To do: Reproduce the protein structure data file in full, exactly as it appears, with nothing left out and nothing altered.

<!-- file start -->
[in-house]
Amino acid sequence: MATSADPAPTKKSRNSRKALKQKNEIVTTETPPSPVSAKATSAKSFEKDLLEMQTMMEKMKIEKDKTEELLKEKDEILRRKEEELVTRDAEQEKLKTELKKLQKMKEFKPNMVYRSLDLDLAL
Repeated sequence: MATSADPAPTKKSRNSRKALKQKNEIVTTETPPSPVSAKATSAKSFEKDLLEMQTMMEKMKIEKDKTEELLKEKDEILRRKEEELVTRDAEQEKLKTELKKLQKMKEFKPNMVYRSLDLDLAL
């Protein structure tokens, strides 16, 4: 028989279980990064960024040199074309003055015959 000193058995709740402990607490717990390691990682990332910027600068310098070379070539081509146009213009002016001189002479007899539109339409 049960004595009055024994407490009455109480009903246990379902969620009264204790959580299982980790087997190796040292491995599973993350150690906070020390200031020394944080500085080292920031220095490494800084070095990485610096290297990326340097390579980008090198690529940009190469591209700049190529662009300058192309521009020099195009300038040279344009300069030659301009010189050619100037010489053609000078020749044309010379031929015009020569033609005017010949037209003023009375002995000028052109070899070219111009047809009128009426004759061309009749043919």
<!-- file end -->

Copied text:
[in-house]
Amino acid sequence: MATSADPAPTKKSRNSRKALKQKNEIVTTETPPSPVSAKATSAKSFEKDLLEMQTMMEKMKIEKDKTEELLKEKDEILRRKEEELVTRDAEQEKLKTELKKLQKMKEFKPNMVYRSLDLDLAL
Repeated sequence: MATSADPAPTKKSRNSRKALKQKNEIVTTETPPSPVSAKATSAKSFEKDLLEMQTMMEKMKIEKDKTEELLKEKDEILRRKEEELVTRDAEQEKLKTELKKLQKMKEFKPNMVYRSLDLDLAL
């Protein structure tokens, strides 16, 4: 028989279980990064960024040199074309003055015959 000193058995709740402990607490717990390691990682990332910027600068310098070379070539081509146009213009002016001189002479007899539109339409 049960004595009055024994407490009455109480009903246990379902969620009264204790959580299982980790087997190796040292491995599973993350150690906070020390200031020394944080500085080292920031220095490494800084070095990485610096290297990326340097390579980008090198690529940009190469591209700049190529662009300058192309521009020099195009300038040279344009300069030659301009010189050619100037010489053609000078020749044309010379031929015009020569033609005017010949037209003023009375002995000028052109070899070219111009047809009128009426004759061309009749043919």